The Last Word on the Drug War


Anticipating today's release of the federal government's latest anti-drug strategy, Jonathan V. Last, The Weekly Standard's online editor, had an op-ed piece in Sunday's Philadelphia Inquirer declaring that "we are winning the war on drugs." His main thesis seems to be that when drug use (of any kind, within any demographic) goes down, that shows the president (inevitably a Republican) is doing something right.

As I note in my column today, the recent decline in self-reported drug use among teenagers, for which President Bush would like to take credit, does not coincide with his administration, beginning instead in the late 1990s, when Bill Clinton occupied the White House. Last obscures this inconvenient fact by asserting that "after 2001, the tide turned." I don't know about the tide, but teenage drug use, as measured by the government's own surveys, started going down several years before then. Likewise, the decline in drug use during the 1980s, which Last attributes to the Reagan administration's enlightened attitude toward drugs, began before Reagan took office and well before his policies could have had any impact.

Last is vague on the question of how Bush managed to (retroactively) turn the tide, attributing it to more spending on "law enforcement and drug treatment." It's not clear how these programs made teenagers less inclined to smoke pot. Or is he claiming that the government managed to cut the supply of marijuana so much that even teenagers who wanted to get high had to drink beer instead? As far as I know, there's no evidence of that. Marijuana availability, as measured by surveys, has been more or less flat since the mid-'90s.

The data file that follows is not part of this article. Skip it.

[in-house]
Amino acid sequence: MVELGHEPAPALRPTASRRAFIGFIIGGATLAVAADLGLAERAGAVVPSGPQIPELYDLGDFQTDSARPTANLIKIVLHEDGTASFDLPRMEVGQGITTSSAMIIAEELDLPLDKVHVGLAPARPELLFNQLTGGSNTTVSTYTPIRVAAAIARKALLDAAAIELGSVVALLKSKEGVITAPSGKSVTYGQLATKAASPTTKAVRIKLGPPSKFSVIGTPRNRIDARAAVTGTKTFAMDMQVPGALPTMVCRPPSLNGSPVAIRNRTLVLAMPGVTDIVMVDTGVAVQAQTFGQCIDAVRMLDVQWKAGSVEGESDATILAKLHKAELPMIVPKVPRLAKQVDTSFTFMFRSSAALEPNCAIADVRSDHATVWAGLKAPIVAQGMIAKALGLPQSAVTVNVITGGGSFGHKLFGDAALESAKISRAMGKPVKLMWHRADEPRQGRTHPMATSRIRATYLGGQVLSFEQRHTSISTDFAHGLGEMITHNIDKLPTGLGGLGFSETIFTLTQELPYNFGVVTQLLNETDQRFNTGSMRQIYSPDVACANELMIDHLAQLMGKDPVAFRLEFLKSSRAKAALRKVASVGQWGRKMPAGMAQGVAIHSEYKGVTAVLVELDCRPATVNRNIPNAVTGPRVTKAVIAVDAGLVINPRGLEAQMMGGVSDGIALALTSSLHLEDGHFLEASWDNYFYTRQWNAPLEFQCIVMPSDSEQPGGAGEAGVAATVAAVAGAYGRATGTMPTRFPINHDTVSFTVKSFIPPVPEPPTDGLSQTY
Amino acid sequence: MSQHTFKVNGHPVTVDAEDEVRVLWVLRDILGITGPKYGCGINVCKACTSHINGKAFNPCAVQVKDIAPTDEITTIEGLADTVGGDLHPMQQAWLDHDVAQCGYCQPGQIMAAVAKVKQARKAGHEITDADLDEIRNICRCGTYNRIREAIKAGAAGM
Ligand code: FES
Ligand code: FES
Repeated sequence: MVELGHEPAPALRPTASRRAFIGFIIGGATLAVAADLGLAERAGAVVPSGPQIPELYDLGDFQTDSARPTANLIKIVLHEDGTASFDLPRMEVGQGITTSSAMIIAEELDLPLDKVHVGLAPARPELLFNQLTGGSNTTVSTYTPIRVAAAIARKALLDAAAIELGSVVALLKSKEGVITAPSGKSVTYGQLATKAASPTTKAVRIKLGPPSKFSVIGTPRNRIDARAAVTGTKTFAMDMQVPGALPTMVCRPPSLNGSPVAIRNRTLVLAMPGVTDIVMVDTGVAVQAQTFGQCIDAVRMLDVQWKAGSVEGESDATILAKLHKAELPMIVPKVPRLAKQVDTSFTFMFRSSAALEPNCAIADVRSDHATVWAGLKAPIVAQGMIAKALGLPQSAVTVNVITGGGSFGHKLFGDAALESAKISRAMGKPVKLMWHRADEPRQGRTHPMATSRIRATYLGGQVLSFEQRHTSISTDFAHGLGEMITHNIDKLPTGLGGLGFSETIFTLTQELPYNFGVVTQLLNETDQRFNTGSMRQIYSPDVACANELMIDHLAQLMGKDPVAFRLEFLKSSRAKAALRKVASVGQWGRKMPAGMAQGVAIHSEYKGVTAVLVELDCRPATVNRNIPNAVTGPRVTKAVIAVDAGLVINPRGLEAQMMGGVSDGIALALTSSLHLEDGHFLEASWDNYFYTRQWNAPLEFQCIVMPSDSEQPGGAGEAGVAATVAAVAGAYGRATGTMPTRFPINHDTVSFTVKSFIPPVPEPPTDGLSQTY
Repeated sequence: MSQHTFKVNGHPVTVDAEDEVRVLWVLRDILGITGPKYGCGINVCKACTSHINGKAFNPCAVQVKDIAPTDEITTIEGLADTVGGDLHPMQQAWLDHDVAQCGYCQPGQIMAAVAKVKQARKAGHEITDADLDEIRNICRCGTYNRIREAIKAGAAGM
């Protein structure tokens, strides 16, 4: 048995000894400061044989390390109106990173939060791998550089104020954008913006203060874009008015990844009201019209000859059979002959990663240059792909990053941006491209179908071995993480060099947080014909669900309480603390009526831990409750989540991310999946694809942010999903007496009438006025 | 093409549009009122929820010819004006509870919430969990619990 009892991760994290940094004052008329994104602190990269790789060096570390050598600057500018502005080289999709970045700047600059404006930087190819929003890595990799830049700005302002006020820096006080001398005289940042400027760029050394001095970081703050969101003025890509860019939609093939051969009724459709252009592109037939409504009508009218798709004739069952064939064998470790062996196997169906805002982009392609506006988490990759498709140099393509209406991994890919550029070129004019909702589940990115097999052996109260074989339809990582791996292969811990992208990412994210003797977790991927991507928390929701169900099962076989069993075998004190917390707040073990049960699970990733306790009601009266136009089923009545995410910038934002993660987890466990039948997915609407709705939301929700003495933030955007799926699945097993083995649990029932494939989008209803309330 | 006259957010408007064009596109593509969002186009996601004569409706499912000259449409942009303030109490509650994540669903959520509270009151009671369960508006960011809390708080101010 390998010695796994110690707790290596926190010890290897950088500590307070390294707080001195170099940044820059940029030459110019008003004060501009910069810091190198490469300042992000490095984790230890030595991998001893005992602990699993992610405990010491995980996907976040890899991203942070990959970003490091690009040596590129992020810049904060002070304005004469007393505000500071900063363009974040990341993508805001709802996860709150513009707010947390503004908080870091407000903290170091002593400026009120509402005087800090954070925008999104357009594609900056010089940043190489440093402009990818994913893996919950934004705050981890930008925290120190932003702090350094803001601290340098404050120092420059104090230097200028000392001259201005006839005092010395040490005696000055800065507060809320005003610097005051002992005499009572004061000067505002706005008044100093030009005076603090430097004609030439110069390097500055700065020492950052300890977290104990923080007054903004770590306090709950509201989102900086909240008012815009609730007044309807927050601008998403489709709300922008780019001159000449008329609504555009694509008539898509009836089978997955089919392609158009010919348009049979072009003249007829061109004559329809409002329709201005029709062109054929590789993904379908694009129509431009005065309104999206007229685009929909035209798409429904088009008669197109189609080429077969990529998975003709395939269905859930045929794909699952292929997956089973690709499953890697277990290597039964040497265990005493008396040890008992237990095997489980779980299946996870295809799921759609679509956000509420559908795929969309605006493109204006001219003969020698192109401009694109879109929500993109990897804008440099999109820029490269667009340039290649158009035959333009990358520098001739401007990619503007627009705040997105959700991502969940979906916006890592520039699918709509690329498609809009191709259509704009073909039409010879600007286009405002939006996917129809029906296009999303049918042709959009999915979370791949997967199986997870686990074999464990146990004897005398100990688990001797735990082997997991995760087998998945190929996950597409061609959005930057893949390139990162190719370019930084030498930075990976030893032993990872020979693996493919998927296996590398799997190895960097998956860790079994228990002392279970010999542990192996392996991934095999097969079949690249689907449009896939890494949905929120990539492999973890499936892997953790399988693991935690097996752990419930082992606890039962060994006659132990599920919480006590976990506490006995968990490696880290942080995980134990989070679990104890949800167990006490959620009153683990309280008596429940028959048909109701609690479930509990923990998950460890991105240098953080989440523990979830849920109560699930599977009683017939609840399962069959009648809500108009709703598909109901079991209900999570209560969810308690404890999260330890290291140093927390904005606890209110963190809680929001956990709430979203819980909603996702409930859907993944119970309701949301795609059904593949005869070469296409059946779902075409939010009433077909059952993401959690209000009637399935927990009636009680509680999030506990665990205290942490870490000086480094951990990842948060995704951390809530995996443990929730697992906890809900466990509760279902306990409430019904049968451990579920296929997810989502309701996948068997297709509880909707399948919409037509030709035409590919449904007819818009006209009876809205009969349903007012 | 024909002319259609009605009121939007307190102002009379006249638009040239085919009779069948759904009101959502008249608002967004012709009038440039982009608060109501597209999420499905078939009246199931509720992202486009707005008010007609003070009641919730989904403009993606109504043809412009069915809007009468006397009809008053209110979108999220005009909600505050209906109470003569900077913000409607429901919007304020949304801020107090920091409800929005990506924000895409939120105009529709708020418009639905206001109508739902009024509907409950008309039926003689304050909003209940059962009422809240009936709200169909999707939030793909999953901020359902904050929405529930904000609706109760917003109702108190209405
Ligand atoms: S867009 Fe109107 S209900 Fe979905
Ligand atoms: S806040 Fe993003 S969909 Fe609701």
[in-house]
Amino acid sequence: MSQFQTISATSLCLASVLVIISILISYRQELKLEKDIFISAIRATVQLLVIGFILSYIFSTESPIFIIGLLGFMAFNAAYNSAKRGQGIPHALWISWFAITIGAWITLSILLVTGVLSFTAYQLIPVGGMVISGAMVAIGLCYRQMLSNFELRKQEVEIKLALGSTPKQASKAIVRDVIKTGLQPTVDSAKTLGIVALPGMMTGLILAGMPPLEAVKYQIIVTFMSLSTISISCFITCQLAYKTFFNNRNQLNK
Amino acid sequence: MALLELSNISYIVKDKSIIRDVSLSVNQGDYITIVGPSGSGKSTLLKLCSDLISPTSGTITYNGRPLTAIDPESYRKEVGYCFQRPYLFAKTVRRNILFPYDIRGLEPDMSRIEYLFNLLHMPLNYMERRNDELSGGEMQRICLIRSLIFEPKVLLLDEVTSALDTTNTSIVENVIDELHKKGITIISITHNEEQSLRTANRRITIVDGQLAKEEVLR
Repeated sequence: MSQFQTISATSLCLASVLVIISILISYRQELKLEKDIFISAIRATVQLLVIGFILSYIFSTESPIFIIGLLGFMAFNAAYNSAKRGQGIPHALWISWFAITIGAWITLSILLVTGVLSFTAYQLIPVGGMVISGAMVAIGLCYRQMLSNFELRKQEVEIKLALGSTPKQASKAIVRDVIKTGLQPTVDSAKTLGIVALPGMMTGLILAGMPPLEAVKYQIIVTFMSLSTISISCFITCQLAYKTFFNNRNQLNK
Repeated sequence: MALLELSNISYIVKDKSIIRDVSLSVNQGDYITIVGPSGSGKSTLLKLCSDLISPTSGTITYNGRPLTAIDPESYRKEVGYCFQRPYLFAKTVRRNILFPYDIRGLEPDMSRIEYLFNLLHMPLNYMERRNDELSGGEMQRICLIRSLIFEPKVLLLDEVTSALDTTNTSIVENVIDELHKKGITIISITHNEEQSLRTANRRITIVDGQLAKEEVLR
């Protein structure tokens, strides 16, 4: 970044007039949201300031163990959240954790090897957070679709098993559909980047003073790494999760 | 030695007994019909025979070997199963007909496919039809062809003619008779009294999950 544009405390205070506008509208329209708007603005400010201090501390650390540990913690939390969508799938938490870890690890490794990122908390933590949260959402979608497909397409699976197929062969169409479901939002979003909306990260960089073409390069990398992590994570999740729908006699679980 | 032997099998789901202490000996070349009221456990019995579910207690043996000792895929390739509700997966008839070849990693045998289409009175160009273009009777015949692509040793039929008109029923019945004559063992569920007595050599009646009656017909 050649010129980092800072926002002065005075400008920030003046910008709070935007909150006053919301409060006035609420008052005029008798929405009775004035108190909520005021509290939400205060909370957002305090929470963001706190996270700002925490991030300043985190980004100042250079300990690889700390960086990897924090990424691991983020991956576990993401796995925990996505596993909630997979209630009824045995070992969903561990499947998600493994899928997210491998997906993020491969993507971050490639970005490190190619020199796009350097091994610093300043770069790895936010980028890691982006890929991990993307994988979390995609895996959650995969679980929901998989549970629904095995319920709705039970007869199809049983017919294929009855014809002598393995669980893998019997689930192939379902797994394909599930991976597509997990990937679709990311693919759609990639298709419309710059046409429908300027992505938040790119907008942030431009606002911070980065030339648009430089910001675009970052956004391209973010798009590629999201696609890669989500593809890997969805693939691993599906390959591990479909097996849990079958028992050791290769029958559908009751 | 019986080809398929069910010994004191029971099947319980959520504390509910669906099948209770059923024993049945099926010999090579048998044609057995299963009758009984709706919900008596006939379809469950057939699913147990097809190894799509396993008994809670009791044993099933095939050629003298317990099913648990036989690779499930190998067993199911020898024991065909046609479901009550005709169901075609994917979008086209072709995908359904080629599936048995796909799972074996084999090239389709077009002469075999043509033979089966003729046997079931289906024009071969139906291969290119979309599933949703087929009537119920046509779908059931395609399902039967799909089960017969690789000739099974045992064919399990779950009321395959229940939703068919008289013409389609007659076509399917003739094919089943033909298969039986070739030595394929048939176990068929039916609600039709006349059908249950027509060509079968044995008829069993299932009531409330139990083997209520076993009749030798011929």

My own view is that drug use goes up and down for a variety of reasons that have little to with the latest drug war playbook, even if it happens to be written by a Republican. That is not to say that prohibition itself has no impact on drug consumption; it's just that tinkering at the margins, which is all that presidents of either party have ever done, does not seem to have a noticeable, lasting effect on supply or demand. In particular, the supply-side measures into which President Bush wants to sink even more taxpayer money–eradication and interdiction–are notoriously ineffective, because 1) there are many places where drug crops can be produced and 2) drugs acquire most of their value after arriving in the U.S., so shipments intercepted on the way can be cheaply replaced, with no perceptible impact on the retail price.

But Last seems to subscribe to the "if we can put a man on the moon, surely we can keep drugs out of the country" school of drug policy thought (as opposed to the "if we can't keep drugs out of prisons, how the hell can we keep them out of the country?" school). He cites reported increases in coca eradication and cocaine interdiction as if these were ends in themselves, without offering evidence that they had any impact on retail price or consumption.

Last also comically asserts that "the supply side of the equation–the 'war' part of the war on drugs– has solid metrics." The government does not even know how much cocaine moves from Latin America to the U.S. each year. The GAO report I mention in my column notes that the estimate for 2004 was "between 325 and 675 metric tons." The GAO dryly adds that "such a wide range is not useful for assessing transit zone interdiction efforts."

Last places himself in opposition to the "sophisticates" who subscribe to the "cosmopolitan" view that the war on drugs is a failure. But it seems to me that sophisticated people who know something about how the world works (say, the University of Maryland's Peter Reuter) are more reliable than partisan hacks whose main priority is not even "fighting drugs" so much as making their team look good.

[Thanks to Radley Balko for the tip.]